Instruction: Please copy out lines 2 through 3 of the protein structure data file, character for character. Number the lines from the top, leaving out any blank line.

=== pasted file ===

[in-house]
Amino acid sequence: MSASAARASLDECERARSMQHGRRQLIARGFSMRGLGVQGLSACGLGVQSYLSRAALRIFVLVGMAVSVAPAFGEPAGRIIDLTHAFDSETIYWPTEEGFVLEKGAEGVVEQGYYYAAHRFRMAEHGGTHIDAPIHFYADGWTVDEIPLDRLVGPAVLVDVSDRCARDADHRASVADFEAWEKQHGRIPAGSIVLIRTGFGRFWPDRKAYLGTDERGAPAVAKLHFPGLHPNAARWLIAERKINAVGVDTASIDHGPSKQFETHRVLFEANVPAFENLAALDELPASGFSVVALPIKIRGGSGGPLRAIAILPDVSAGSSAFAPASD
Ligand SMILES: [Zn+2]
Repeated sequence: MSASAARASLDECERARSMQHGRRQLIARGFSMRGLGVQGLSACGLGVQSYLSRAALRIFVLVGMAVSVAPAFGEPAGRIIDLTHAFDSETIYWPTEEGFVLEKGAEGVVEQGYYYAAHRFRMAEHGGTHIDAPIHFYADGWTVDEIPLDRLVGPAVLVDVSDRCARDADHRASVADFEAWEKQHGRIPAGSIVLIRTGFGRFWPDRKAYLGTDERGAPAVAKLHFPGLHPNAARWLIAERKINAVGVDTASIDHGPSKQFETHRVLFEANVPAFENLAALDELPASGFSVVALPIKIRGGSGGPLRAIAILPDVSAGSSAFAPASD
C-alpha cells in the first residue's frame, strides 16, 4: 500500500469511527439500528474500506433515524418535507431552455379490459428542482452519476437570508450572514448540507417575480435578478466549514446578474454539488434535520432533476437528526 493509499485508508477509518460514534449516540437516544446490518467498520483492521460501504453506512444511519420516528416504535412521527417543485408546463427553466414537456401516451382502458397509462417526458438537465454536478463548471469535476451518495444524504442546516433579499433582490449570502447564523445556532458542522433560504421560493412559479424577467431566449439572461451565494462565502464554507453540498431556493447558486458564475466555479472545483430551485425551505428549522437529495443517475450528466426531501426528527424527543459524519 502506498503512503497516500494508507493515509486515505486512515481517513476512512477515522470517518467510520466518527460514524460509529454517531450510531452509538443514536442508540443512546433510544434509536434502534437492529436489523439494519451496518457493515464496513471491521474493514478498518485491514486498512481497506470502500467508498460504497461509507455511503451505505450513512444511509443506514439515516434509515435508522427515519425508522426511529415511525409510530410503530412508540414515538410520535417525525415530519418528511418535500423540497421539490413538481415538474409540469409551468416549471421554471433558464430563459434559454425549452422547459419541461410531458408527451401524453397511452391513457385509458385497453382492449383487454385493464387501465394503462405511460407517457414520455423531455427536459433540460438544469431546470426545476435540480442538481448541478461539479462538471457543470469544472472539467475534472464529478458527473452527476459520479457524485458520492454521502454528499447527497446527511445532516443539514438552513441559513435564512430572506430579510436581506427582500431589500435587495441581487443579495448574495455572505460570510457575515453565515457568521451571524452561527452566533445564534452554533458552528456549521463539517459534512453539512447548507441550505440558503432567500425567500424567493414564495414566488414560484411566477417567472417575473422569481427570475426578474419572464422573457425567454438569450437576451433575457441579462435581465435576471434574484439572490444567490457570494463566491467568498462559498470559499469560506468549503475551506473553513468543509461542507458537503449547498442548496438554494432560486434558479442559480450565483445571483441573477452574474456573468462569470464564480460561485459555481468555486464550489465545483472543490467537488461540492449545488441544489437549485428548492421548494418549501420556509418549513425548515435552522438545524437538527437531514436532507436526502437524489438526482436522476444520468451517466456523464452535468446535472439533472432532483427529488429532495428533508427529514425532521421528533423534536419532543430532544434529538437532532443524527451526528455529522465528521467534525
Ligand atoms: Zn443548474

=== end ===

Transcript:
Amino acid sequence: MSASAARASLDECERARSMQHGRRQLIARGFSMRGLGVQGLSACGLGVQSYLSRAALRIFVLVGMAVSVAPAFGEPAGRIIDLTHAFDSETIYWPTEEGFVLEKGAEGVVEQGYYYAAHRFRMAEHGGTHIDAPIHFYADGWTVDEIPLDRLVGPAVLVDVSDRCARDADHRASVADFEAWEKQHGRIPAGSIVLIRTGFGRFWPDRKAYLGTDERGAPAVAKLHFPGLHPNAARWLIAERKINAVGVDTASIDHGPSKQFETHRVLFEANVPAFENLAALDELPASGFSVVALPIKIRGGSGGPLRAIAILPDVSAGSSAFAPASD
Ligand SMILES: [Zn+2]